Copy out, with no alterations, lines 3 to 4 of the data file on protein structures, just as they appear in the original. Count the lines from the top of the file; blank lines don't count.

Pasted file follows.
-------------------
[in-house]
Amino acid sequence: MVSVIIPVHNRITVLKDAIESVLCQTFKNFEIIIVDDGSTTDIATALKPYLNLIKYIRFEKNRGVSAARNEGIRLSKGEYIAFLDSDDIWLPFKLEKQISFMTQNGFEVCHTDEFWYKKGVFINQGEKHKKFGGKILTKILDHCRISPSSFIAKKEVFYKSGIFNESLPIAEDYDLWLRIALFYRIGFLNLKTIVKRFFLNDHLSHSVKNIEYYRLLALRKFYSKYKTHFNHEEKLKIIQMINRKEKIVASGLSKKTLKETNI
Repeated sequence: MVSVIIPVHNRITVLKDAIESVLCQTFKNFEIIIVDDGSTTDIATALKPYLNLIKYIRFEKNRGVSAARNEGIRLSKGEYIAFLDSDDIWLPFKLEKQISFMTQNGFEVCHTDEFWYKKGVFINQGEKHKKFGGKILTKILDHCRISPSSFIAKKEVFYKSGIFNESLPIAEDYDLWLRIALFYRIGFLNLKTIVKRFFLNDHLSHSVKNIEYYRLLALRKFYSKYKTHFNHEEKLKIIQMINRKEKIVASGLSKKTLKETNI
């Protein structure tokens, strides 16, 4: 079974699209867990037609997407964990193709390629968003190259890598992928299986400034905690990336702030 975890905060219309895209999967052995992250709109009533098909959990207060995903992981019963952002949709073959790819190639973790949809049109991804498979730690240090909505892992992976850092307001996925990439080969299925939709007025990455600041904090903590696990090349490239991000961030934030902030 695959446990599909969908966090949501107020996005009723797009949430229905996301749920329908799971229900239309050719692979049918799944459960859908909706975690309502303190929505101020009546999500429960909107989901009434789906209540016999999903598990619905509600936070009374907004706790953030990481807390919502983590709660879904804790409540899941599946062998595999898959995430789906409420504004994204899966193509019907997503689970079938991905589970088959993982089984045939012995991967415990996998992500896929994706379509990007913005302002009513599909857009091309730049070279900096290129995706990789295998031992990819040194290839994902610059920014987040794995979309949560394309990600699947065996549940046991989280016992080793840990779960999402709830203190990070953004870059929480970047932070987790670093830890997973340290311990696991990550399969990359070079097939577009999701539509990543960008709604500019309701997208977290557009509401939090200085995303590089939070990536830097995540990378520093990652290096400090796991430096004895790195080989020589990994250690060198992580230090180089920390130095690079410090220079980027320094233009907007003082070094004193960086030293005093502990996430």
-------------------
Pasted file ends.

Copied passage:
Repeated sequence: MVSVIIPVHNRITVLKDAIESVLCQTFKNFEIIIVDDGSTTDIATALKPYLNLIKYIRFEKNRGVSAARNEGIRLSKGEYIAFLDSDDIWLPFKLEKQISFMTQNGFEVCHTDEFWYKKGVFINQGEKHKKFGGKILTKILDHCRISPSSFIAKKEVFYKSGIFNESLPIAEDYDLWLRIALFYRIGFLNLKTIVKRFFLNDHLSHSVKNIEYYRLLALRKFYSKYKTHFNHEEKLKIIQMINRKEKIVASGLSKKTLKETNI
């Protein structure tokens, strides 16, 4: 079974699209867990037609997407964990193709390629968003190259890598992928299986400034905690990336702030 975890905060219309895209999967052995992250709109009533098909959990207060995903992981019963952002949709073959790819190639973790949809049109991804498979730690240090909505892992992976850092307001996925990439080969299925939709007025990455600041904090903590696990090349490239991000961030934030902030 695959446990599909969908966090949501107020996005009723797009949430229905996301749920329908799971229900239309050719692979049918799944459960859908909706975690309502303190929505101020009546999500429960909107989901009434789906209540016999999903598990619905509600936070009374907004706790953030990481807390919502983590709660879904804790409540899941599946062998595999898959995430789906409420504004994204899966193509019907997503689970079938991905589970088959993982089984045939012995991967415990996998992500896929994706379509990007913005302002009513599909857009091309730049070279900096290129995706990789295998031992990819040194290839994902610059920014987040794995979309949560394309990600699947065996549940046991989280016992080793840990779960999402709830203190990070953004870059929480970047932070987790670093830890997973340290311990696991990550399969990359070079097939577009999701539509990543960008709604500019309701997208977290557009509401939090200085995303590089939070990536830097995540990378520093990652290096400090796991430096004895790195080989020589990994250690060198992580230090180089920390130095690079410090220079980027320094233009907007003082070094004193960086030293005093502990996430």